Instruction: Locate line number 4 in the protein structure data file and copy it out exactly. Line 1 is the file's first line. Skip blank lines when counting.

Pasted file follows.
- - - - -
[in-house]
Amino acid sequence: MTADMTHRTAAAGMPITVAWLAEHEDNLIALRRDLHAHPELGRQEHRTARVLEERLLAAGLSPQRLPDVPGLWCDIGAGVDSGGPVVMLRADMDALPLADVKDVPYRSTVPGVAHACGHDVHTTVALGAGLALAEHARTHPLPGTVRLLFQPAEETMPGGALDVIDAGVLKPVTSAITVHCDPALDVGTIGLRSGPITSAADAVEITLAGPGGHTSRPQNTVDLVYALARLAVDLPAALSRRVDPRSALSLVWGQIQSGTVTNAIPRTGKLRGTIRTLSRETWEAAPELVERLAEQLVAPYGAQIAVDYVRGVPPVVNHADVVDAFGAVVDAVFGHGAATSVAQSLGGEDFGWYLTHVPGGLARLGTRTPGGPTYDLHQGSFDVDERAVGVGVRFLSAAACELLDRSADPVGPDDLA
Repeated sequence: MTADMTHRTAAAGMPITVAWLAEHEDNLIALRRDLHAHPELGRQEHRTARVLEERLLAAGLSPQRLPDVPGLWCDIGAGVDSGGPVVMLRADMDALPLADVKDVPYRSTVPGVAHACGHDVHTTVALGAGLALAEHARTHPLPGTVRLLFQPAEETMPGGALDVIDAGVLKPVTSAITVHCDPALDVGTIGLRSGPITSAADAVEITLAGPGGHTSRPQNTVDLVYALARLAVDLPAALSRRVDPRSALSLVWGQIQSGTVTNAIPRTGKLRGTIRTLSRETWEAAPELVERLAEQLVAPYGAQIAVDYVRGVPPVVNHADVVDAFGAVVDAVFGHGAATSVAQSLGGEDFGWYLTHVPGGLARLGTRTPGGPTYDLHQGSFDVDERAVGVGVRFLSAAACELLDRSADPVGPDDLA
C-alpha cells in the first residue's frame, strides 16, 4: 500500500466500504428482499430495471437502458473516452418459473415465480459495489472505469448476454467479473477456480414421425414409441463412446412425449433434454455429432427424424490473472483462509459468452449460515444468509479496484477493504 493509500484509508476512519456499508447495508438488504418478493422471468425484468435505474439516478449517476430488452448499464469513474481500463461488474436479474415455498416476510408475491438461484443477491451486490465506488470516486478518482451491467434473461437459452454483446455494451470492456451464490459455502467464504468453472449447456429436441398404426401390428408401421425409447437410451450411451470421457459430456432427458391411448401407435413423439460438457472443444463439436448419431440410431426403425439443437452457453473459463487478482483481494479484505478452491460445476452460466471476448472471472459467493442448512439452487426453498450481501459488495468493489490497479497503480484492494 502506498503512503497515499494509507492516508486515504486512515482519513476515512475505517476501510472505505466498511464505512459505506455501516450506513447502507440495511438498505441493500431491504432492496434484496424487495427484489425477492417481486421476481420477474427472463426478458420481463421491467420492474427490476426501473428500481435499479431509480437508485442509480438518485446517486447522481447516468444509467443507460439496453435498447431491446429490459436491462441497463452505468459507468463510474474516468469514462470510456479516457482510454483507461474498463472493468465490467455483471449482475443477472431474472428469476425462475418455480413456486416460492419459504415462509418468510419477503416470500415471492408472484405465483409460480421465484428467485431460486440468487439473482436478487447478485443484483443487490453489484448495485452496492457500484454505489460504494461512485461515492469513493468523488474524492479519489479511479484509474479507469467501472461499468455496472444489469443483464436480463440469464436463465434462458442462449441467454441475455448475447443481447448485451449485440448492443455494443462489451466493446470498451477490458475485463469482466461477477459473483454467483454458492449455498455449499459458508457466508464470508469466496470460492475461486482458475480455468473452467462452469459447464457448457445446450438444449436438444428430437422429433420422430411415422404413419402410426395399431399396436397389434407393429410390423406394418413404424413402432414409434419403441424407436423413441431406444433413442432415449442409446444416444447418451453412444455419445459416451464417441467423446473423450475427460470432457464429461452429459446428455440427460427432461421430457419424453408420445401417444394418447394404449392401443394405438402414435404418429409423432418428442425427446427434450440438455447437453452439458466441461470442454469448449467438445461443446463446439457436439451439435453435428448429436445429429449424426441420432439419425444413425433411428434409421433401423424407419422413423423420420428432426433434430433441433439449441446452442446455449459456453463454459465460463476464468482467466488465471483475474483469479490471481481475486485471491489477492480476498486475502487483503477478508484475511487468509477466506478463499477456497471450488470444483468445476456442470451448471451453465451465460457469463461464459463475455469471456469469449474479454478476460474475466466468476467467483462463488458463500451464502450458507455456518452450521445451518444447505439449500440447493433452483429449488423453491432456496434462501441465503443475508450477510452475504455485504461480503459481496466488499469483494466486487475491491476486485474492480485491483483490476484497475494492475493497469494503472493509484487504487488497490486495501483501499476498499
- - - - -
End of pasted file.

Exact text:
C-alpha cells in the first residue's frame, strides 16, 4: 500500500466500504428482499430495471437502458473516452418459473415465480459495489472505469448476454467479473477456480414421425414409441463412446412425449433434454455429432427424424490473472483462509459468452449460515444468509479496484477493504 493509500484509508476512519456499508447495508438488504418478493422471468425484468435505474439516478449517476430488452448499464469513474481500463461488474436479474415455498416476510408475491438461484443477491451486490465506488470516486478518482451491467434473461437459452454483446455494451470492456451464490459455502467464504468453472449447456429436441398404426401390428408401421425409447437410451450411451470421457459430456432427458391411448401407435413423439460438457472443444463439436448419431440410431426403425439443437452457453473459463487478482483481494479484505478452491460445476452460466471476448472471472459467493442448512439452487426453498450481501459488495468493489490497479497503480484492494 502506498503512503497515499494509507492516508486515504486512515482519513476515512475505517476501510472505505466498511464505512459505506455501516450506513447502507440495511438498505441493500431491504432492496434484496424487495427484489425477492417481486421476481420477474427472463426478458420481463421491467420492474427490476426501473428500481435499479431509480437508485442509480438518485446517486447522481447516468444509467443507460439496453435498447431491446429490459436491462441497463452505468459507468463510474474516468469514462470510456479516457482510454483507461474498463472493468465490467455483471449482475443477472431474472428469476425462475418455480413456486416460492419459504415462509418468510419477503416470500415471492408472484405465483409460480421465484428467485431460486440468487439473482436478487447478485443484483443487490453489484448495485452496492457500484454505489460504494461512485461515492469513493468523488474524492479519489479511479484509474479507469467501472461499468455496472444489469443483464436480463440469464436463465434462458442462449441467454441475455448475447443481447448485451449485440448492443455494443462489451466493446470498451477490458475485463469482466461477477459473483454467483454458492449455498455449499459458508457466508464470508469466496470460492475461486482458475480455468473452467462452469459447464457448457445446450438444449436438444428430437422429433420422430411415422404413419402410426395399431399396436397389434407393429410390423406394418413404424413402432414409434419403441424407436423413441431406444433413442432415449442409446444416444447418451453412444455419445459416451464417441467423446473423450475427460470432457464429461452429459446428455440427460427432461421430457419424453408420445401417444394418447394404449392401443394405438402414435404418429409423432418428442425427446427434450440438455447437453452439458466441461470442454469448449467438445461443446463446439457436439451439435453435428448429436445429429449424426441420432439419425444413425433411428434409421433401423424407419422413423423420420428432426433434430433441433439449441446452442446455449459456453463454459465460463476464468482467466488465471483475474483469479490471481481475486485471491489477492480476498486475502487483503477478508484475511487468509477466506478463499477456497471450488470444483468445476456442470451448471451453465451465460457469463461464459463475455469471456469469449474479454478476460474475466466468476467467483462463488458463500451464502450458507455456518452450521445451518444447505439449500440447493433452483429449488423453491432456496434462501441465503443475508450477510452475504455485504461480503459481496466488499469483494466486487475491491476486485474492480485491483483490476484497475494492475493497469494503472493509484487504487488497490486495501483501499476498499